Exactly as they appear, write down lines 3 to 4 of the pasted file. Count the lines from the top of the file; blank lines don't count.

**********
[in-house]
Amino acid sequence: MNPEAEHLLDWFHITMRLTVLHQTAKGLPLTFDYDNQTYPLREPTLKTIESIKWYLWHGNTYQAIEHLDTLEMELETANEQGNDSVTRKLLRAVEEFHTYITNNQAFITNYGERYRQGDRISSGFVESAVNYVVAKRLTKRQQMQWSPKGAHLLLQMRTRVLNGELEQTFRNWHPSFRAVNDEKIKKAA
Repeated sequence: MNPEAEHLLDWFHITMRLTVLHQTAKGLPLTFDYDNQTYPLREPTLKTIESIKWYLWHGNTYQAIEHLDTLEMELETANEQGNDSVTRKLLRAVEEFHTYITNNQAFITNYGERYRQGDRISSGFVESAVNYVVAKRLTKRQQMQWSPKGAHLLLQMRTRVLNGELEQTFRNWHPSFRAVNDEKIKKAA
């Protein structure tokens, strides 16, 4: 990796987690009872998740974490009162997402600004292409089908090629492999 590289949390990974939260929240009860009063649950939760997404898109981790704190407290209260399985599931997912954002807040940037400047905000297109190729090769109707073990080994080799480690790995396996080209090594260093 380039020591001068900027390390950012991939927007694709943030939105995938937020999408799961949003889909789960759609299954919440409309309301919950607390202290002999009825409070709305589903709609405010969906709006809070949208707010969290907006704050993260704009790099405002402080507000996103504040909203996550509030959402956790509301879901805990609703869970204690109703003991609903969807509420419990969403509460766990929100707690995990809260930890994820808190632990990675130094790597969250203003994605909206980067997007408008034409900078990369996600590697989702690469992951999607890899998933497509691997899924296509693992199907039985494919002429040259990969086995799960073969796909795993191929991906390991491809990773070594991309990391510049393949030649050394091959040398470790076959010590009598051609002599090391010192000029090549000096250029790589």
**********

Repeated sequence: MNPEAEHLLDWFHITMRLTVLHQTAKGLPLTFDYDNQTYPLREPTLKTIESIKWYLWHGNTYQAIEHLDTLEMELETANEQGNDSVTRKLLRAVEEFHTYITNNQAFITNYGERYRQGDRISSGFVESAVNYVVAKRLTKRQQMQWSPKGAHLLLQMRTRVLNGELEQTFRNWHPSFRAVNDEKIKKAA
């Protein structure tokens, strides 16, 4: 990796987690009872998740974490009162997402600004292409089908090629492999 590289949390990974939260929240009860009063649950939760997404898109981790704190407290209260399985599931997912954002807040940037400047905000297109190729090769109707073990080994080799480690790995396996080209090594260093 380039020591001068900027390390950012991939927007694709943030939105995938937020999408799961949003889909789960759609299954919440409309309301919950607390202290002999009825409070709305589903709609405010969906709006809070949208707010969290907006704050993260704009790099405002402080507000996103504040909203996550509030959402956790509301879901805990609703869970204690109703003991609903969807509420419990969403509460766990929100707690995990809260930890994820808190632990990675130094790597969250203003994605909206980067997007408008034409900078990369996600590697989702690469992951999607890899998933497509691997899924296509693992199907039985494919002429040259990969086995799960073969796909795993191929991906390991491809990773070594991309990391510049393949030649050394091959040398470790076959010590009598051609002599090391010192000029090549000096250029790589």